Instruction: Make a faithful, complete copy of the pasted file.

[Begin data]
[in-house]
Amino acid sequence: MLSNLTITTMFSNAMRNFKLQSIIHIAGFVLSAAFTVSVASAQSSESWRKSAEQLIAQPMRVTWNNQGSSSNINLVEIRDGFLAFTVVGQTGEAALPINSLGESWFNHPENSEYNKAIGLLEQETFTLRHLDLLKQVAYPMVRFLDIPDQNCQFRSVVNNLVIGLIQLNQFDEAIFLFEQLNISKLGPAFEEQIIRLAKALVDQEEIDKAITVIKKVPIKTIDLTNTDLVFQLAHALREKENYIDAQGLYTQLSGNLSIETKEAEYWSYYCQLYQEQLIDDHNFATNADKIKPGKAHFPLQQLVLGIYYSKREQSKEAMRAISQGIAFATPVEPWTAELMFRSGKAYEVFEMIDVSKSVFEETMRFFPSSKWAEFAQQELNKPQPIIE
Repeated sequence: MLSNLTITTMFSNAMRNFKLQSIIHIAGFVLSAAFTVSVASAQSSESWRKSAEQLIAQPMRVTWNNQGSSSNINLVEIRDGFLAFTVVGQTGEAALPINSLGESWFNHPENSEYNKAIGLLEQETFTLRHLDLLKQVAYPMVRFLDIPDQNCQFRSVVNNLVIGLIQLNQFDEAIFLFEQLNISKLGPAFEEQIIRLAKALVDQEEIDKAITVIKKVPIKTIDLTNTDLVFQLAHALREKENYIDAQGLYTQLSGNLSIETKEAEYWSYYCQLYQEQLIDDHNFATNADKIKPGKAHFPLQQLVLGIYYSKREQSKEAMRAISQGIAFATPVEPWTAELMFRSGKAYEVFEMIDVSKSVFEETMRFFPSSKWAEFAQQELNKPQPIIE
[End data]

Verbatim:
[in-house]
Amino acid sequence: MLSNLTITTMFSNAMRNFKLQSIIHIAGFVLSAAFTVSVASAQSSESWRKSAEQLIAQPMRVTWNNQGSSSNINLVEIRDGFLAFTVVGQTGEAALPINSLGESWFNHPENSEYNKAIGLLEQETFTLRHLDLLKQVAYPMVRFLDIPDQNCQFRSVVNNLVIGLIQLNQFDEAIFLFEQLNISKLGPAFEEQIIRLAKALVDQEEIDKAITVIKKVPIKTIDLTNTDLVFQLAHALREKENYIDAQGLYTQLSGNLSIETKEAEYWSYYCQLYQEQLIDDHNFATNADKIKPGKAHFPLQQLVLGIYYSKREQSKEAMRAISQGIAFATPVEPWTAELMFRSGKAYEVFEMIDVSKSVFEETMRFFPSSKWAEFAQQELNKPQPIIE
Repeated sequence: MLSNLTITTMFSNAMRNFKLQSIIHIAGFVLSAAFTVSVASAQSSESWRKSAEQLIAQPMRVTWNNQGSSSNINLVEIRDGFLAFTVVGQTGEAALPINSLGESWFNHPENSEYNKAIGLLEQETFTLRHLDLLKQVAYPMVRFLDIPDQNCQFRSVVNNLVIGLIQLNQFDEAIFLFEQLNISKLGPAFEEQIIRLAKALVDQEEIDKAITVIKKVPIKTIDLTNTDLVFQLAHALREKENYIDAQGLYTQLSGNLSIETKEAEYWSYYCQLYQEQLIDDHNFATNADKIKPGKAHFPLQQLVLGIYYSKREQSKEAMRAISQGIAFATPVEPWTAELMFRSGKAYEVFEMIDVSKSVFEETMRFFPSSKWAEFAQQELNKPQPIIE